Thursday, 25 February 2010

Sino-Environment issues update following criticism

Embattled Sino-Environment Technology Group has issued a long-awaited update to anxious shareholders, just hours after it received a tongue-lashing from the head of a retail investors’ body.

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Guanyu 道 said...

Sino-Environment issues update following criticism

Dawn Zeng
24 February 2010

Embattled Sino-Environment Technology Group has issued a long-awaited update to anxious shareholders, just hours after it received a tongue-lashing from the head of a retail investors’ body.

Earlier this month, Sino-Environment appointed a new chief executive, Mr. Sam Chong Keen, in a bid to turn the crippled waste recycler’s business around.

But Securities Investors Association (Singapore) president and chief executive David Gerald was upset at the company’s failure to give shareholders an update - especially on missing assets in China estimated at $120 million.

At a press conference yesterday, Mr. Gerald said he had met the company’s independent directors last December and learnt that they had brought in new directors and were seeking a new boss.

He had drafted a statement to the press at the time, but had approached the company first as a courtesy, to allow it to answer his questions. Since then, however, he has not heard from the company.

‘Not a single phone call or any update on the progress. Why the silence? Enough is enough,’ he said.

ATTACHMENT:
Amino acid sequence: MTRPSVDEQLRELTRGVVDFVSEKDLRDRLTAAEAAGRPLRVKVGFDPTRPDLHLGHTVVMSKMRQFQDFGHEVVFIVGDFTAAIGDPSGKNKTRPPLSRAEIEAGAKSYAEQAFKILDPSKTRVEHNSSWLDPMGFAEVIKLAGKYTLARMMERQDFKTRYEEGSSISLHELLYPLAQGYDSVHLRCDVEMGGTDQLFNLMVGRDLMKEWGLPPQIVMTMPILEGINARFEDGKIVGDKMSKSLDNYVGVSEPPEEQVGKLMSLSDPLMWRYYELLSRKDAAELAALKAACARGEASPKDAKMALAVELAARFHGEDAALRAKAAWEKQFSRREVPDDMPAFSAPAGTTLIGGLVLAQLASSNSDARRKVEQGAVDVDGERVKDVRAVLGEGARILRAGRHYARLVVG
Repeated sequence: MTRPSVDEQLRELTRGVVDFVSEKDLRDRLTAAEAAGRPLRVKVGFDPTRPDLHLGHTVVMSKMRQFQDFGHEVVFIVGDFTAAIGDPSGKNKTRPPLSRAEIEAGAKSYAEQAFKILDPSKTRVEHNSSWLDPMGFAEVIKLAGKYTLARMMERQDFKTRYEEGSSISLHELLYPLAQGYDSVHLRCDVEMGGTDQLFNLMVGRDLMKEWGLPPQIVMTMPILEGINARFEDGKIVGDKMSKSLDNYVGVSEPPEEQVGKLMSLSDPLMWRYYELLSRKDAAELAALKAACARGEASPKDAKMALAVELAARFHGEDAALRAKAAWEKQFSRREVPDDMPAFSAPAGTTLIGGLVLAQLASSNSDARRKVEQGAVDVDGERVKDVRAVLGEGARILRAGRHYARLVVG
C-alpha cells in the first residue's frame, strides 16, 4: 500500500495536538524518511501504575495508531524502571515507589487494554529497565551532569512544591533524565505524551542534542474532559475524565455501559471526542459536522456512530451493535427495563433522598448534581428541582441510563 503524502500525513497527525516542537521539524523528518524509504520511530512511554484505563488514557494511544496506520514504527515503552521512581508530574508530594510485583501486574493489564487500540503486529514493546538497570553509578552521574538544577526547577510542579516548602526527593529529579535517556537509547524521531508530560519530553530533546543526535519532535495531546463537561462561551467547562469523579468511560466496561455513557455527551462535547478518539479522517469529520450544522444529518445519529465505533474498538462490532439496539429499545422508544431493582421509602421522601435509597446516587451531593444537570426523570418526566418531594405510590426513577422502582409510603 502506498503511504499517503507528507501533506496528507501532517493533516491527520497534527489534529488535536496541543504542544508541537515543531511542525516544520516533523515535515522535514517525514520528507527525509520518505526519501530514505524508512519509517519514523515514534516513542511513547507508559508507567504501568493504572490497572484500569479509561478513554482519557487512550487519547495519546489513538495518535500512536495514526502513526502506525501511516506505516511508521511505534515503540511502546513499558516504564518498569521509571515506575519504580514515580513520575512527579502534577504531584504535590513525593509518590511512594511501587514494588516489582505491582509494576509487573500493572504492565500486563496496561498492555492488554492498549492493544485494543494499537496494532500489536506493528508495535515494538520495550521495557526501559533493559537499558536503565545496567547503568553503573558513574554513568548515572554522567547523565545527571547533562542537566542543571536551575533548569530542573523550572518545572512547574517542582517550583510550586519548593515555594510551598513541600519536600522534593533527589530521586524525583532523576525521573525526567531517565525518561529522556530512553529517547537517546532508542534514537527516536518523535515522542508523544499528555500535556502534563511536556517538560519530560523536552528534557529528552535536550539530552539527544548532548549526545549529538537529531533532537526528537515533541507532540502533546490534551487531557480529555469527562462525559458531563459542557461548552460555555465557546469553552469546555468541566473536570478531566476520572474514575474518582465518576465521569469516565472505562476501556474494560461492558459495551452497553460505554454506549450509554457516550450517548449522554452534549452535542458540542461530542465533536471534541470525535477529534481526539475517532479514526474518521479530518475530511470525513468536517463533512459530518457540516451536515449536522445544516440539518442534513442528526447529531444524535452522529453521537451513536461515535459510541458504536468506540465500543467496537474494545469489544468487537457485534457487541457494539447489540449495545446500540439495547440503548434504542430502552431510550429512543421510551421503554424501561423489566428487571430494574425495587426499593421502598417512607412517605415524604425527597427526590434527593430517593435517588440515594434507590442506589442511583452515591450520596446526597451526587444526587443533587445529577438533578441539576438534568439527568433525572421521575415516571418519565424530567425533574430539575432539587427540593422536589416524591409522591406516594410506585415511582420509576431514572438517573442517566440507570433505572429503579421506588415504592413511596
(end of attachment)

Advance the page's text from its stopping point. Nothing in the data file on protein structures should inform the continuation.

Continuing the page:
Just hours after the 3pm press conference, Sino-Environment issued a statement to the Singapore Exchange at 6.25pm, in what appeared to be a response to Mr. Gerald’s forthright statements.

The company said business operations at its main subsidiary in Fuzhou have ceased, and the group may not be able to record any business revenue until operations resume, which will take eight to 12 months after successful restructuring.

The statement, signed by Mr. Sam, who assumed the top job on Feb 10, said: ‘The CEO’s immediate priority is to review and reduce the group’s burn rate. Accordingly, a major cost-cutting exercise will be undertaken as soon as practicable.’

Mr. Sam first joined the board as a non-executive director last month. In the last four years, he spent two years each restructuring two companies: Xpress Holdings and Jade Technologies. He is still a non-executive director at both firms.

In line with his past appointments at Xpress and Jade, he will be paid in equity, drawing a nominal cash salary of $1 for each year of service.

Also, should Sino-Environment fail to obtain the requisite approvals for the new appointment from the relevant parties within three months of the date of Mr. Sam’s appointment, he will get $100,000 for each month of service, up to a maximum of $300,000, unless revised by the board.

Mr. Gerald was not impressed, stating that Mr. Sam was essentially ‘guaranteed a $300,000 salary’. ‘For a company which has lost money and is in dire straits, do they think we will be impressed with $1? I would rather that you be paid for performance,’ he said.

He also said former chairman Sun Jiangrong, who remains as the company’s legal representative, has the ultimate power and remains a key roadblock that the new board and CEO have to tackle.

In his statement to the press, Mr. Gerald also questioned the location of ‘the $14 million (supposedly in a China bank account) which the company said would be transferred to Singapore’.

His advice to retail investors: ‘If ever a China company is listed in Singapore which has got business in China, management in China and money in China - please think 100 times before you put your money into the company. I hope to be corrected by Mr. Sam Chong Keen.’